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The Vault at PfaffsAn Archive of Art and Literature by the Bohemians of Antebellum New York
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	    O Brien shoots a Man.
the soldiers.     They may hang him!  adds
Bellew.      I am pretty sure they will do no
such thing, albeit he may deserve it; only
unlettered homicides are executed in this demo-
critic city; though seeing what the man s
life is, I don t think I should affect to sen-
timentalize if the Baron of Inchiquin were
induced with the order of the halter.  However
as blowing a hole with a pistol-bullet through
the stomach of an Irishman, even by another
and by a  literary man,  is hardly a recog-
nized privilege,  Captain  O Brien may
expiate the indulgence of his humane Celtic
temper between four stone walls for a year
or two.    The deed occurred on Friday night,
and Bellew reports that the soldier cannot
survive this one.    He says the man was a 
private in the regiment.     I had learnt
previously, from Haney, that O Brien was
in the city on that day, endeavoring to bor-
row money in anticipation of his pay, in
which he only succeeded to the extent of $5.
At Haney s expense.       A bad investment,
I take it.            Bellew got the story first from
Mullen.   Raymond, also of the regiment,
regretted O Brien s act, but said he antici-
pated he might have found it compulsory
Page
Title:Thomas Butler Gunn Diaries, Volume Eighteen: page forty-three
Description:Regarding the shooting of Sergeant Davenport by Captain Fitz James O'Brien for insubordination.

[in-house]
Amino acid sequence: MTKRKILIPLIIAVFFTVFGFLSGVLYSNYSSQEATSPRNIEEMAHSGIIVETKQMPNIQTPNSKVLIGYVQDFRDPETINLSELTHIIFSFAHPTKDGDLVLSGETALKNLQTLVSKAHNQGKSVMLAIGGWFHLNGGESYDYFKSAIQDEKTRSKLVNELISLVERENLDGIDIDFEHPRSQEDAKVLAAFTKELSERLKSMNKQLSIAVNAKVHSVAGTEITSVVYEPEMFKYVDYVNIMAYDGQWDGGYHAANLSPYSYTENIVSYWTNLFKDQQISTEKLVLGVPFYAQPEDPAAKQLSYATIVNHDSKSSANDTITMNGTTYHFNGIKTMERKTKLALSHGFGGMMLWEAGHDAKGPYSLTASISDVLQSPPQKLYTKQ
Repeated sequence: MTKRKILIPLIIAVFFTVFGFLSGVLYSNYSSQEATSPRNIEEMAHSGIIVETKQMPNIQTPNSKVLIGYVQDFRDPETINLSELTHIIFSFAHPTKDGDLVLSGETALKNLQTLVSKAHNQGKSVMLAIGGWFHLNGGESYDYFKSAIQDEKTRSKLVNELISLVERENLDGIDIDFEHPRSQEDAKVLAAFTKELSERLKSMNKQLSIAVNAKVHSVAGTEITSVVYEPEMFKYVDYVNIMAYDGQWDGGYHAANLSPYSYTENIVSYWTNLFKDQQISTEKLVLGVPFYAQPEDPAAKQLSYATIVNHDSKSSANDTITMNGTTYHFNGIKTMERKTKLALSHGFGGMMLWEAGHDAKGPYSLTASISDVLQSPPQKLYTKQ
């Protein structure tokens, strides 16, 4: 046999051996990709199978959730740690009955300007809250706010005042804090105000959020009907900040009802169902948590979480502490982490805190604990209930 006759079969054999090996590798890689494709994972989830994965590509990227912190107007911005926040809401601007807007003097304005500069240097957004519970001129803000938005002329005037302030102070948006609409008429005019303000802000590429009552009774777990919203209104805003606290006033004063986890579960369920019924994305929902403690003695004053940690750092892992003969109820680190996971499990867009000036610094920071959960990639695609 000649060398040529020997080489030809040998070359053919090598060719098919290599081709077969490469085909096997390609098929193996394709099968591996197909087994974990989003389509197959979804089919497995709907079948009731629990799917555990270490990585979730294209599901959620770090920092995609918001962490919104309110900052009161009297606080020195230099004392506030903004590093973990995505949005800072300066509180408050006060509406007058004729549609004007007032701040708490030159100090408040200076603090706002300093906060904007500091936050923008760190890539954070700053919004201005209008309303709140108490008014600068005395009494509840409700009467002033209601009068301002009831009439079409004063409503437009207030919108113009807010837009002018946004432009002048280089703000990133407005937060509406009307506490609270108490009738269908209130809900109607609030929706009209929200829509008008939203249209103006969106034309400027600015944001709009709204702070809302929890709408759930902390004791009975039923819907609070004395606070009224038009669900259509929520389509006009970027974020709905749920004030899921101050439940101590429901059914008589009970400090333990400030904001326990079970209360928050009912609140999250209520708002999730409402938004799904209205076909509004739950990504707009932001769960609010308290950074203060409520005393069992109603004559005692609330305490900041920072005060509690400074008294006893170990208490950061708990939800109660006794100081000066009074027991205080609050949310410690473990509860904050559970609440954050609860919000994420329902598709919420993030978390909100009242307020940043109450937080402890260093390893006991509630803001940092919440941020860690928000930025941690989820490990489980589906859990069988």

Date:1861-11-03
Subject:Bellew, Frank; Bellew, Frank, Mrs.; Civil War; Davenport, Sergeant; Gunn, Thomas Butler; Haney, Jesse; Irish; Military; Mullen, Edward F.; O'Brien, Fitz James; Raymond (acquaintance)
Coverage (City/State):[New York, New York]
Scan Date:2010-06-14

 

Volume
Title:Thomas Butler Gunn Diaries, Volume Eighteen
Description:Includes Gunn's descriptions of the scene in New York at the commencement of the Civil War, his visits to military camps in and around New York City as a reporter for ""The New York Evening Post,"" boarding house life, the shooting of Sergeant Davenport by Captain Fitz James O'Brien for insubordination, and Frank Bellew's marital troubles.
Subject:Boardinghouses; Bohemians; Civil War; Gunn, Thomas Butler; Journalism; Marriage; Military; Publishers and publishing; Women
Coverage (City/State):New York, New York
Note:Thomas Butler Gunn was born February 15, 1826, in Banbury, England, and came to New York in 1849. During the Civil War he worked as a correspondent for the New York Tribune and the New York Evening Post. He returned to England in 1863, and died in Birmingham in April 1903. The collection includes twenty-one volumes of his diaries, including newspaper clippings, letters, photographs, sketches, and various other items inserted by Gunn. Diary entries date from July 7, 1849, to April 7, 1863, and include his experiences with the New York publishing and literary world, his descriptions of boarding houses, his travels throughout the United States, and his experiences traveling with the Federal army as a Civil War correspondent.
Publisher:Missouri History Museum
Rights:Copyright 2010 Missouri History Museum.
Source:Page images, transcriptions, and metadata of the Thomas Butler Gunn diaries have been provided by the Missouri History Museum.